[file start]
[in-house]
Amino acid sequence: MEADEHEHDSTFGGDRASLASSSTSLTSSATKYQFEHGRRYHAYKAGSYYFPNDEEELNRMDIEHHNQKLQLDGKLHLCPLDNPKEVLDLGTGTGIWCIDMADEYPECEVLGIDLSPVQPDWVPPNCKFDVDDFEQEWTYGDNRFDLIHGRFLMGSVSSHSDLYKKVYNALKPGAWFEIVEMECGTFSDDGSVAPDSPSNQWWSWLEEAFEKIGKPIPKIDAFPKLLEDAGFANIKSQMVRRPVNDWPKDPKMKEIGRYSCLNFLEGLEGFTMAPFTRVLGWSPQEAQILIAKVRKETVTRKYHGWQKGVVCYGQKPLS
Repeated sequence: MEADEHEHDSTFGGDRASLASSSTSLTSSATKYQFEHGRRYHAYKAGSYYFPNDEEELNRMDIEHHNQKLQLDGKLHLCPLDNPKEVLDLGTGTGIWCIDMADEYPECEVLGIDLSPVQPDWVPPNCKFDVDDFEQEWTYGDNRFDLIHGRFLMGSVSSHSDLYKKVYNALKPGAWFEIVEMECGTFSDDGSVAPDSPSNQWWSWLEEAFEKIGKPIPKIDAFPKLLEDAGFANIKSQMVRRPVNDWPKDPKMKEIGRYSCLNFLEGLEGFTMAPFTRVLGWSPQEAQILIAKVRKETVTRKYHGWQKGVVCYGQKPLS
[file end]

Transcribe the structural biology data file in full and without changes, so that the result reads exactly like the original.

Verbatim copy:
[in-house]
Amino acid sequence: MEADEHEHDSTFGGDRASLASSSTSLTSSATKYQFEHGRRYHAYKAGSYYFPNDEEELNRMDIEHHNQKLQLDGKLHLCPLDNPKEVLDLGTGTGIWCIDMADEYPECEVLGIDLSPVQPDWVPPNCKFDVDDFEQEWTYGDNRFDLIHGRFLMGSVSSHSDLYKKVYNALKPGAWFEIVEMECGTFSDDGSVAPDSPSNQWWSWLEEAFEKIGKPIPKIDAFPKLLEDAGFANIKSQMVRRPVNDWPKDPKMKEIGRYSCLNFLEGLEGFTMAPFTRVLGWSPQEAQILIAKVRKETVTRKYHGWQKGVVCYGQKPLS
Repeated sequence: MEADEHEHDSTFGGDRASLASSSTSLTSSATKYQFEHGRRYHAYKAGSYYFPNDEEELNRMDIEHHNQKLQLDGKLHLCPLDNPKEVLDLGTGTGIWCIDMADEYPECEVLGIDLSPVQPDWVPPNCKFDVDDFEQEWTYGDNRFDLIHGRFLMGSVSSHSDLYKKVYNALKPGAWFEIVEMECGTFSDDGSVAPDSPSNQWWSWLEEAFEKIGKPIPKIDAFPKLLEDAGFANIKSQMVRRPVNDWPKDPKMKEIGRYSCLNFLEGLEGFTMAPFTRVLGWSPQEAQILIAKVRKETVTRKYHGWQKGVVCYGQKPLS